A huge haul of artefacts dating back to the Middle Stone Age, Iron Age and the Roman era have been uncovered by archaeologists working at the A1 in Yorkshire.
A Roman brooch, made in Eastern Europe, human remains and a miniature sword were among thousands items archaeologists unearthed at the stretch of the A1 between Leeming Bar and Barton, in North Yorkshire.
Experts have been working at the site for two years alongside Highways England, which is carrying out an upgrade scheme to install an extra lane in each direction of the road.
They have uncovered more than 177,000 artefacts and sieved more than 50 tonnes of sediment during their time at the site.
Dr Hannah Russ, from Northern Archaeological Associates, said: “The quality and preservation of the artefacts and environmental remains from this scheme is outstanding.
“We are learning so many new things about the people who were living in the vicinity of the A1 in the past.”
Ceramic pots, thought to be gifts for the dead, were also found alongside human remains at a Roman cemetery in Bainesse.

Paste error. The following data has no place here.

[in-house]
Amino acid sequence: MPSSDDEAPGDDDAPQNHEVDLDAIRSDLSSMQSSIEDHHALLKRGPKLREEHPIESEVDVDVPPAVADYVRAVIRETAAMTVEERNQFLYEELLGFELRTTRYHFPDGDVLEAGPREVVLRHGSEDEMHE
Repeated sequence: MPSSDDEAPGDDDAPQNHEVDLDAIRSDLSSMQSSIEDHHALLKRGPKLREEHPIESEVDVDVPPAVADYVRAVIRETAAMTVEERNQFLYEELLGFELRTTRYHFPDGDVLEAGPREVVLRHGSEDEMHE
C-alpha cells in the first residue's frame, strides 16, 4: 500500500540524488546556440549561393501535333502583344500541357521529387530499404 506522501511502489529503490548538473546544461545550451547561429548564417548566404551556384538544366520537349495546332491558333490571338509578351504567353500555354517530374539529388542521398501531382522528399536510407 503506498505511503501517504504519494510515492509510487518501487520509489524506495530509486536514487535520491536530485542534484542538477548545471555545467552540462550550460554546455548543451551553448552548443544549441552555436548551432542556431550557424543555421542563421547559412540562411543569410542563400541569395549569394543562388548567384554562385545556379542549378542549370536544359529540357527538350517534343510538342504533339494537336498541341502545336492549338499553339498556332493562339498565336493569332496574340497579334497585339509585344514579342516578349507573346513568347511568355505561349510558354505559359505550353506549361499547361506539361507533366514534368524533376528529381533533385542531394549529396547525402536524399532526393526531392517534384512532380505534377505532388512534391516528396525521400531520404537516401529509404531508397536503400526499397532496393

And a miniature sword with an iron blade, copper alloy scabbard and bone handle was recovered during excavations at Scotch Corner.
The team of archaeologists will leave the site later this month but they will continue to study their findings.
Experts involved in the project have focused on sites along the Great North Road – an ancient road which ran adjacent to the path of the current A1.
Tom Howard, Highways England project manager, said: “It is fascinating to discover that nearly 2,000 years ago the Romans were utilising the A1 route as a major road of strategic importance and using the very latest technological innovations from that period.
“We are doing the same thing today – using the latest technology to improve this important route and significantly reduce journey times.”
Some of the artefacts from the site will go on display in North Yorkshire and at the York Museum Trust.
The A1 Leeming to Barton scheme aims to create a continuous motorway-standard route between London and Newcastle, including the M1 and A1M.
Transport chiefs say it will also improve journey times and increase safety.
When the scheme opens to traffic in 2017, journey times between Leeming and Barton are expected to be reduced by around 20 per cent, and the improvements are predicted to save lives and prevent serious accidents.